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How a two-degree increase would hit home in Canada

Bad for skiing, good for golf. Hard on the St. Lawrence seaway, a boon for the cod fishery.

Rather than just worrying about the effects of global warming, a new study projects the actual impact on Canada's environment and economy, if the planet experiences an increase of two degrees this century.

The National Round Table on the Environment and the Economy and the Royal Canadian Geographical Society have projected 60 different ways the rise will reshape the Canadian landscape. Keeping the increase in planetary temperatures due to human activity to within two degrees over pre-industrial levels is the goal Canada and other nations have set for themselves.

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A rise of two degrees would halve the amount of summer Arctic sea ice, greatly reduce the runoff in the South Saskatchewan River basin and impede shipping through the Great Lakes and St. Lawrence, the report concludes.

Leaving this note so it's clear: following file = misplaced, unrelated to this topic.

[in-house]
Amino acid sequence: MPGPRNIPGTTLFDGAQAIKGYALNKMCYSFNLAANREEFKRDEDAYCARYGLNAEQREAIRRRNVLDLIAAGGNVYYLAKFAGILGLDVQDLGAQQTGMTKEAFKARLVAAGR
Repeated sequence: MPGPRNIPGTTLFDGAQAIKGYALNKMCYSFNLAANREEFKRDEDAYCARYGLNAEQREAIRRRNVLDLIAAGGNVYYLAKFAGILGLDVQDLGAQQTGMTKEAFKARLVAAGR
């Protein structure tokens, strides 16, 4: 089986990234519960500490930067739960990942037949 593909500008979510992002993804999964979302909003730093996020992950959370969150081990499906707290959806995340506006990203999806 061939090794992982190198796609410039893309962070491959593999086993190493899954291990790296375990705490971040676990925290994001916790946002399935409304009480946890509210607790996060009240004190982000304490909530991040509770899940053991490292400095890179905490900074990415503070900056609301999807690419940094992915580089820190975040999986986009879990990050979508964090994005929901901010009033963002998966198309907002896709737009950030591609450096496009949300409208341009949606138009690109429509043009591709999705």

But it could also expand the size of the northern forest and grow cod stocks north of the 60th parallel.

"Climate change is not just a theory. It's taking place now," NRTEE chairman Robert Page said in a statement. "That means we must go beyond cutting carbon emissions. We must start adapting our behaviour, our communities, and our economic activity to the emerging reality of climate change."

David Johnston, the new Governor-General, will speak at a reception this evening to mark the release of the report. He is the founding chair of the National Round Table on the Environment and the Economy.

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About the Author
Writer-at-large

John Ibbitson started at The Globe in 1999 and has been Queen's Park columnist and Ottawa political affairs correspondent.Most recently, he was a correspondent and columnist in Washington, where he wrote Open and Shut: Why America has Barack Obama and Canada has Stephen Harper. He returned to Ottawa as bureau chief in 2009. More

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